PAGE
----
Less than 20% of those diagnosed with a brain tumour survive beyond five years
Celebrities campaign for change at Speaker’s House event
Famous names including Debbie McGee, Sarah Beeny and Dr Dawn Harper will be guests of John Bercow MP at an exclusive House of Commons event on Wednesday 15th March, during Brain Tumour Awareness Month.
John Bercow, long-standing patron of the charity Brain Tumour Research is opening the State Rooms of Speaker’s House to patients, families, scientists, clinicians and supporters as they campaign for change. They will be urging MPs to reverse the decades of underfunding for research and significantly improve treatments for the 60,000 (according to brainstrust) people living with a brain tumour in the UK.
Brain tumours kill more children and adults under the age of 40 than any other cancer, yet just 1% of the national spend on cancer research has been allocated to this devastating disease.
Iconic magician Paul Daniels died from a brain tumour one year ago, in March 2016. Debbie, who first met Paul back in 1979, said: “Paul died four weeks and five days after the diagnosis. I still miss him every day.”
Property expert and TV presenter Sarah Beeny lost her mother at the age of ten, only to lose her stepmother to the same disease 30 years later. Sarah said: “More research is needed so fewer lives will be devastated by this dreadful disease. I want to see a day when cancer is no longer life-threatening, when the notion that cancer could be a killer is thought absurd.”
Dr Dawn Harper, GP and TV presenter, added: “Too many children have lost parents prematurely and parents should never have to lose their children to this devastating form of cancer. We must act to improve outcomes for patients and increase funding into brain tumour research.”
The charity is celebrating a year of high-profile campaigning on this issue following the unprecedented success of its petition in 2016. Following that, Brain Tumour Research is now part of the Government’s Task and Finish Working Group convened to tackle the historic underfunding for research.
Sue Farrington Smith MBE, chief executive of Brain Tumour Research, praised the dedication of the charity’s supporters, concluding: "Many families continue to be torn apart watching their loved ones die of a brain tumour. It doesn’t have to be this way. We have all seen how research investment into other forms of cancer has resulted in improved patient outcomes over recent decades. It is crucial that we significantly increase the investment in brain tumour research and offer hope for patients and their families.”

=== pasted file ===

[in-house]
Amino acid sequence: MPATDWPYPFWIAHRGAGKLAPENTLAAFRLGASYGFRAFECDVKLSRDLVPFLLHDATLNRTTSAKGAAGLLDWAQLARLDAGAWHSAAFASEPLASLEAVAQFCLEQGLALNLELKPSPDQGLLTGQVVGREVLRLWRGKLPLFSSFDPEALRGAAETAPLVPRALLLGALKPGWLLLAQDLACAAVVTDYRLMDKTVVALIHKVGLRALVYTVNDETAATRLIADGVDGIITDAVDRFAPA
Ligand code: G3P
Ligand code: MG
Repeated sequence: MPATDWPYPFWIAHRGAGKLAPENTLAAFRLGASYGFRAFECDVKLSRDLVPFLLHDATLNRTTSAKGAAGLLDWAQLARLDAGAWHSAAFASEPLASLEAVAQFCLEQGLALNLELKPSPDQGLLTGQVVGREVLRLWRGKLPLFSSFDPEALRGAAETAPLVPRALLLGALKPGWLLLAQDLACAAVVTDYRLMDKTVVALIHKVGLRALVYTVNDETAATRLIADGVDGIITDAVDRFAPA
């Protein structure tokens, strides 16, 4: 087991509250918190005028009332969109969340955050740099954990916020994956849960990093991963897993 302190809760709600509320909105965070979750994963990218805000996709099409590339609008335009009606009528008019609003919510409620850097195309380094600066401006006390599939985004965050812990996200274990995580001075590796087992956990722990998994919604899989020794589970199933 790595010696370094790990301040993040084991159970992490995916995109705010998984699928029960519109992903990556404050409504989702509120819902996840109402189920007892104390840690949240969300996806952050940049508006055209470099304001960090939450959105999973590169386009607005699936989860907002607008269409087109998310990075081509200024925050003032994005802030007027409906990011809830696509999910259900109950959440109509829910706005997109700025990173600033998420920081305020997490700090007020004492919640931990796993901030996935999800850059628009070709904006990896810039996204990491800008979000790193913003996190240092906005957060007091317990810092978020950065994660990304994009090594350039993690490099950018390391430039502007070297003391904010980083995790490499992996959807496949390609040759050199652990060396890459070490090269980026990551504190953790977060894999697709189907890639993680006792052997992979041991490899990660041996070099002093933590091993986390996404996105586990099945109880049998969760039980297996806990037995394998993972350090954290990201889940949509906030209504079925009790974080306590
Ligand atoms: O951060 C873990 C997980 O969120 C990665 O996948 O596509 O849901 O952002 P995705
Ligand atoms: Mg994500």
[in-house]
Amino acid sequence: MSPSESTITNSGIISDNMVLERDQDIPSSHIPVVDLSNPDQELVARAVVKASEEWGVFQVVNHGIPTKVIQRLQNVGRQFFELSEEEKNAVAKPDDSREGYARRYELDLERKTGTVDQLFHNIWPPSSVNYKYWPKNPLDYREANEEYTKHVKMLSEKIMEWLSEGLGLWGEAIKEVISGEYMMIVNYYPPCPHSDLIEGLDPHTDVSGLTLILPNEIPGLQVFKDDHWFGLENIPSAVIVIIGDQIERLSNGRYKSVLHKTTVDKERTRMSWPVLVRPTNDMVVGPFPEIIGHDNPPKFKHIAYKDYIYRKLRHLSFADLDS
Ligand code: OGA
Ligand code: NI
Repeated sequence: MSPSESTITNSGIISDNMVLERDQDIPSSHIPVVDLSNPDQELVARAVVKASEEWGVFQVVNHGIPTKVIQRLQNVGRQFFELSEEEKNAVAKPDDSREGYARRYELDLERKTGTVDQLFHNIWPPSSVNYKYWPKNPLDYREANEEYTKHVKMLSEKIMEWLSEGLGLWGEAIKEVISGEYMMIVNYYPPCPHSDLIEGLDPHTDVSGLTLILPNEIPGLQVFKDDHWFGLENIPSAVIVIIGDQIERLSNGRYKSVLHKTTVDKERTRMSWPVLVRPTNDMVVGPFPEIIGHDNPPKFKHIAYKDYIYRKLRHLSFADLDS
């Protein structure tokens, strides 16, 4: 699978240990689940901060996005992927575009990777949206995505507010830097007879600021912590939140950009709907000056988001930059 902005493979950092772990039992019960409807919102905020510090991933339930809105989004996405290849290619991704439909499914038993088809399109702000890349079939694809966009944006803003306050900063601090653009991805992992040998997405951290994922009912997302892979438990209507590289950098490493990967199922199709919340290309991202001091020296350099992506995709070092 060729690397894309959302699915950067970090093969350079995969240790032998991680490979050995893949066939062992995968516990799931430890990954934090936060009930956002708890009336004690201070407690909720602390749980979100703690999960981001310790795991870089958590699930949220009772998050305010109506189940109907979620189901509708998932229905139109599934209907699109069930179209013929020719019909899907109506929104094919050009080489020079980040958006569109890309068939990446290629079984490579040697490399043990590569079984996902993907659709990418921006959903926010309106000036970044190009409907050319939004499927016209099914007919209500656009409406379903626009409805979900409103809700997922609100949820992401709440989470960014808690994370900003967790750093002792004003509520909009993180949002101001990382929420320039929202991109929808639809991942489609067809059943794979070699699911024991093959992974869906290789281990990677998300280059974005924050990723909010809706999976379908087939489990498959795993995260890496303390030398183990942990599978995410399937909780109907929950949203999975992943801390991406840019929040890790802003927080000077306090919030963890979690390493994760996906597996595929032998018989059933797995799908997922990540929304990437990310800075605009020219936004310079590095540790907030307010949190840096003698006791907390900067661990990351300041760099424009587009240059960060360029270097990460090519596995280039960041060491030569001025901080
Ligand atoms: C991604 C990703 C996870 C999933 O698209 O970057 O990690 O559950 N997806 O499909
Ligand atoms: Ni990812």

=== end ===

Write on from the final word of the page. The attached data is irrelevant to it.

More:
To get involved, or donate, please visit: www.braintumourresearch.org
For further information, please contact:
Caroline Marrows at Brain Tumour Research on 01908 867221 or 07714 743764 or firstname.lastname@example.org
Notes to Editors
Brain Tumour Research is the only national charity in the UK focused on funding sustainable research to find a cure for brain tumours. We are building a game-changing network of world-class Research Centres of Excellence in the UK. Embracing passionate member charities nationwide, £5.5 million was raised towards research and support during 2016.
We are campaigning to see the national spend on research into brain tumours increased to £30 - £35 million a year, in line with breast cancer and leukaemia. The charity is celebrating a year of high-profile campaigning on this issue following the unprecedented success of its petition in 2016. Following that, Brain Tumour Research is now taking a leading role in the Government’s Task and Finish Working Group convened to tackle the historic underfunding for research.
Key statistics on brain tumours:
- Brain tumours kill more children and adults under the age of 40 than any other cancer
- They kill more children than leukaemia
- They kill more men under 45 than prostate cancer
- They kill more women under 35 than breast cancer
- Just 1% of the national spend on cancer research has been allocated to this devastating disease
- In the UK 16,000 people each year are diagnosed with a brain tumour
- Less than 20% of those diagnosed with a brain tumour survive beyond five years compared with an average of 50% across all cancers
- Incidences of, and deaths from, brain tumours are increasing.